The Worldview of Joyful Sacrifice

Operation Neptune was the codename for the naval operation of the Normandy invasion that took place on June 6, 1944. The overall Normandy plan was called “Overlord,” which targeted five separate locations over a sixty mile stretch of Normandy beach: Utah, Omaha, Gold, Juno, and Sword Beach. The plan involved 6,939 vessels including 4,126 landing crafts. It was the largest single day amphibious invasion of all time. It was a well planned, well executed, and hard fought victory, purchased with blood.

Among the first to navigate the beaches were a highly trained group of soldiers known as “Sappers.” Sappers are combat engineers who are able to detect and disable explosives. As they dodged bullets seeking to clear the way for soldiers following in their footsteps, many of these men discovered land mines, sadly yet heroically, when they stepped on them. As Tom Brockaw illustrates in his book The Greatest Generation, the Sappers who survived the explosions would quickly self-administer a morphine shot that would enable them, in their dying moments, to point other soldiers towards safe terrain.

They planted themselves like trees and pointed others to the path of life. This kind of dutiful sacrifice deserves and demands our unqualified respect and gratitude. But what kind of mentality, what kind of character, what kind of devotion, undergirds such a commitment?

Graduates, as my final commencement as the dean of Boyce College, I want to charge you to embrace the worldview of joyful sacrifice. But before going any further I must first digress. Deciding what I would share in these brief moments was not easy in light of the forthcoming transition. There are so many people I want to thank; so much appreciation I want to express.

I am deeply grateful for this undeserved opportunity that was offered to me by Dr. Mohler and Dr. Russell Moore over five years ago. I’m thankful for the current leadership team I have served with that includes Tom Hellams, Dan Dumas, Randy Stinson, Greg Wills, Adam Greenway, Craig Parker, Jeff Dalrymple, and Matt Hall. I’m indebted to the Boyce leadership cabinet and our faculty and staff. I am humbled by the opportunity I’ve had to be a part of the lives of our students, their families, the churches that have sent them here, and the churches to which they will go. And I cannot proceed without thanking my wife April and our children: Isaiah, Micah, Josiah, and Addilynn Joy for their consistent support and their tireless investment in our student body.

But beyond these brief and insufficient accolades, I cannot fully devote my time to thank-you’s and goodbyes. Graduates, I feel an obligation to leave you with a biblical challenge. And to that I turn my attention.

I want to propose a biblically informed question that I hope haunts you the rest of your life, “What is the worldview of joyful sacrifice?”

It is to this end that I believe the Apostle Paul devoted eleven chapters in his epistle to the Romans. I consider the final verses of the eleventh chapter of Romans to be something like Paul’s commencement address. After eleven chapters of robust theology he concludes with a charge. He begins his address with this glorious verse, “Oh, the depth of the riches and wisdom and knowledge of God!How unsearchable are his judgments and how inscrutable his ways!” (Romans 11:33).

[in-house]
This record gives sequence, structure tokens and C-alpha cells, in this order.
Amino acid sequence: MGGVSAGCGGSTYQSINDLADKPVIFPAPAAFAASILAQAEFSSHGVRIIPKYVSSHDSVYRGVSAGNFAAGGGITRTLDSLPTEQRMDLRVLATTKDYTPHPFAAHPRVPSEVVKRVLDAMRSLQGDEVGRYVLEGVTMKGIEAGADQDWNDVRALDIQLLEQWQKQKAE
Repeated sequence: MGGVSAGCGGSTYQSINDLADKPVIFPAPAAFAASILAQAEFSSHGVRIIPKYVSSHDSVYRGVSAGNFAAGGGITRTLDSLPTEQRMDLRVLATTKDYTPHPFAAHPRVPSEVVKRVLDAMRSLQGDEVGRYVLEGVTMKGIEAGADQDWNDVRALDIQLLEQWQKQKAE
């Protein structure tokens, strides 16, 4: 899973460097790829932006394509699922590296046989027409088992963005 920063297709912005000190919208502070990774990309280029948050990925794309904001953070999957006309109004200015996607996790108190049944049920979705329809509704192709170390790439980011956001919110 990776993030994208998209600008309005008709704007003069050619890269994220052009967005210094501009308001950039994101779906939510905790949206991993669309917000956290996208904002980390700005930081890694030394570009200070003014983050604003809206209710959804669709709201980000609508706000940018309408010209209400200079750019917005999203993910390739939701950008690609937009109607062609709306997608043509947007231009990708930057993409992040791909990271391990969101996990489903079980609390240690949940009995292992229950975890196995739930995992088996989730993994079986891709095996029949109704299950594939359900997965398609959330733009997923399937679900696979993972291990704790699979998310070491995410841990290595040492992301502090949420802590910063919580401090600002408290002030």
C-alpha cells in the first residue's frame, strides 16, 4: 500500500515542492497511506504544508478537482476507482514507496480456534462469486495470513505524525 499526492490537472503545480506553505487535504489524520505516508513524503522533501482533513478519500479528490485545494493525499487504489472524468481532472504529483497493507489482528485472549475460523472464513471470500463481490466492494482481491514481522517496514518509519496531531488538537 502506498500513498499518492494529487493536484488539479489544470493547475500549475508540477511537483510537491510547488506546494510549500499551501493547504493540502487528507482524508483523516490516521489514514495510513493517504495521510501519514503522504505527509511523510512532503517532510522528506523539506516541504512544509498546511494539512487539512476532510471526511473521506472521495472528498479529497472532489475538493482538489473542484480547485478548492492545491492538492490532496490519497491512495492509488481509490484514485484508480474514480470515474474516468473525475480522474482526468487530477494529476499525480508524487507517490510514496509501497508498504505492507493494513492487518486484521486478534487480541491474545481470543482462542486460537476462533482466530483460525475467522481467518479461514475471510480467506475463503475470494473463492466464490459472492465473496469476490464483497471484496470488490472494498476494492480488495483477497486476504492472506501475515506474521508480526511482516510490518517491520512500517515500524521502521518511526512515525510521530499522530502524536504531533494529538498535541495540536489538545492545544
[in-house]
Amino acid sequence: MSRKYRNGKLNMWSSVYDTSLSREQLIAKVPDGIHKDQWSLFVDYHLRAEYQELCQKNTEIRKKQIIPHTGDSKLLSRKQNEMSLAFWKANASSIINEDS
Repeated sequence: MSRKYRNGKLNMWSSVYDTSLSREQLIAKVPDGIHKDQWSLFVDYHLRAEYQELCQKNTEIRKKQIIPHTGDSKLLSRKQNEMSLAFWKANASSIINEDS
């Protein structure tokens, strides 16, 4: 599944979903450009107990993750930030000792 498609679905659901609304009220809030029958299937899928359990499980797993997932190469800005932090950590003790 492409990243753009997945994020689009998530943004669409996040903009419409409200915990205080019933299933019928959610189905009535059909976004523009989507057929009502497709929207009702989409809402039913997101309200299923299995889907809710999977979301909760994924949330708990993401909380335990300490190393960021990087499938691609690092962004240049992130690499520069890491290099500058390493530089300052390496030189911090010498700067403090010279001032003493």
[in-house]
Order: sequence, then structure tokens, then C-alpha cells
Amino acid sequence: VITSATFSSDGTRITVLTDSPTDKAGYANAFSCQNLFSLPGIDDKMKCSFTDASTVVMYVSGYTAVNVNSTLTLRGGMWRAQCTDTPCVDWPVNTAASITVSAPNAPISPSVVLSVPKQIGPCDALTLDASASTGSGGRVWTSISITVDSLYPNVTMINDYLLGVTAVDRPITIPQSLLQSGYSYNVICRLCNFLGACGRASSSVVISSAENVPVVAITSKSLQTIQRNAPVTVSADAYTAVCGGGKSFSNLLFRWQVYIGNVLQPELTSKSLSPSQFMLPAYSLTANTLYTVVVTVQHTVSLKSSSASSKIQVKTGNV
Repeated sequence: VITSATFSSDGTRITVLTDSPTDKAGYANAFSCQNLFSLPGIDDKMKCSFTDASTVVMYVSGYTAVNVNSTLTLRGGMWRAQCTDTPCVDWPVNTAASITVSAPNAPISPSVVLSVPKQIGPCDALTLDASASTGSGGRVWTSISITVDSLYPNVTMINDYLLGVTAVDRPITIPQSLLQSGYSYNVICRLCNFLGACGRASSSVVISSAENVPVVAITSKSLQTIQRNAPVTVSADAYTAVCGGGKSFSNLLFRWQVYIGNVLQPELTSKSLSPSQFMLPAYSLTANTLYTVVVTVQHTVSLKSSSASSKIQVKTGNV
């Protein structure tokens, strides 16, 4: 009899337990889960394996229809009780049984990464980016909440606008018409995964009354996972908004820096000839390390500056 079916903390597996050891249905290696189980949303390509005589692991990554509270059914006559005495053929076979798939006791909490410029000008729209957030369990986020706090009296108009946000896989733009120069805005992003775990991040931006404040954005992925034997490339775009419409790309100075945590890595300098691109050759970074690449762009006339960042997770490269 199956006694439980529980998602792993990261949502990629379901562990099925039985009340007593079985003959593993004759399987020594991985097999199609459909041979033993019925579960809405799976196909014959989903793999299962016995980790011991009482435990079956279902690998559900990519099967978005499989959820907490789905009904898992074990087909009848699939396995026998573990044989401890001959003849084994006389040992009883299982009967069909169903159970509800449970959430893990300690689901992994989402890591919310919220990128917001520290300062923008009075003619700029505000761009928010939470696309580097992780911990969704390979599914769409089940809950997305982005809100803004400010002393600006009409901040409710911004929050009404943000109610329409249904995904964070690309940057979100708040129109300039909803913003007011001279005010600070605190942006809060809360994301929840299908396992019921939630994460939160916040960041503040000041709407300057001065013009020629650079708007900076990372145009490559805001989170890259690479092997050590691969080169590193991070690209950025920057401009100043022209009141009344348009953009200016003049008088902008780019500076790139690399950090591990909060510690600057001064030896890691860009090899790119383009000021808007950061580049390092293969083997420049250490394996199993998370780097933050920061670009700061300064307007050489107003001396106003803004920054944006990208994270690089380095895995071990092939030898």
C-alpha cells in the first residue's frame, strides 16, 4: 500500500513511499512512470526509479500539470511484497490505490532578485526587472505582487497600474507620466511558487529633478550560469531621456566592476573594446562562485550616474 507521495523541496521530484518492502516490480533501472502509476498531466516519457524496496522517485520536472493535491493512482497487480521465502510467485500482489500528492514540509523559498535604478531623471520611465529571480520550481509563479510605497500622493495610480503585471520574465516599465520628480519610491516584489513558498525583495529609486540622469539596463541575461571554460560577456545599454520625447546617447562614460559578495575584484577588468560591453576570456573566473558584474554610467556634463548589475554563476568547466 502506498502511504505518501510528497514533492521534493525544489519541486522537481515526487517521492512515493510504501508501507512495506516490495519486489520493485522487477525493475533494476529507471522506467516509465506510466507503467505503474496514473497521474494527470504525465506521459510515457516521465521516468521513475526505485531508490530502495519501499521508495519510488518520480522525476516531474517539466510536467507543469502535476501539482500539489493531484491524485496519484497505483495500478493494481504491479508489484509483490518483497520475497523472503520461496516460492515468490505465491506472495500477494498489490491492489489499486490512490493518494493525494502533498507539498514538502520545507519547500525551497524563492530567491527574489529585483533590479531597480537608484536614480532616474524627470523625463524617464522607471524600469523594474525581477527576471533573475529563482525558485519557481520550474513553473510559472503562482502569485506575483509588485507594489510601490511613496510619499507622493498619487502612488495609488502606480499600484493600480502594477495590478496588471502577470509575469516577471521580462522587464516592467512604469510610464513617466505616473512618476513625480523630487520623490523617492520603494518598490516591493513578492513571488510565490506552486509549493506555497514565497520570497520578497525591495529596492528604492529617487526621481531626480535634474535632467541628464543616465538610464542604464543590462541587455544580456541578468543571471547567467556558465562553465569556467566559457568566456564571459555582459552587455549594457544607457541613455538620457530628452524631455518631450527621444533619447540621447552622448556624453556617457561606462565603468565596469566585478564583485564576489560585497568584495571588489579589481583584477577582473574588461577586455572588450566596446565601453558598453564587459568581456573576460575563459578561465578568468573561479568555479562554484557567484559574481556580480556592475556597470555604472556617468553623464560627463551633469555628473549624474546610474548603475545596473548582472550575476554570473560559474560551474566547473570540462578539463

You have spent several years here, some more than others of course, seeking to plumb the depths of the riches and wisdom of God. Paul gives us a reminder: God’s ways are unsearchable. But those things God has made clear, which we study and treasure, are indeed searchable. Moses makes this clear when he writes, “The secret things belong to the Lord our God, but the things revealed belong to us and to our children forever” (Deuternonmy 29:29).

You’ve devoted a great deal of your life now to studying the revealed things of God. That’s a big part of what attracted you to Boyce College in the first place, the unapologetic commitment to the reliability and sufficiency of Scripture. That’s the foundational reason Boyce College exists, to study and apply the revealed things of the Lord our God and to teach others to do the same.

This is, in many ways, the focus of the first eleven chapters of Romans. But the Apostle Paul challenges his readers, in keeping with the metaphor — his graduating theology students, with three rhetorical questions: “Who has known the mind of the Lord, or who has been his counselor? Or who has given a gift to him that he might be repaid?” (Romans 11:34-35).

These questions are simple: Who has known God’s mind? From whom did God seek advice? To whom is God indebted? These are rhetorical questions. The answers are implied. And they are all negative.

Question: Who has known God’s mind? Answer: No one.

Question: From Whom did God seek advice? Answer: No one.

Question: To Whom is God indebted? Answer: No one.

Might I suggest that these rhetorical questions form the basis for the worldview of joyful sacrifice? This is the reality of grace. This is the theology student, the graduate sitting in cap and gown, coming face to face with their own inability — in contrast to the inexhaustible ability of God. This is the realization that it is grace that has brought you thus far, and it is grace that will lead you home.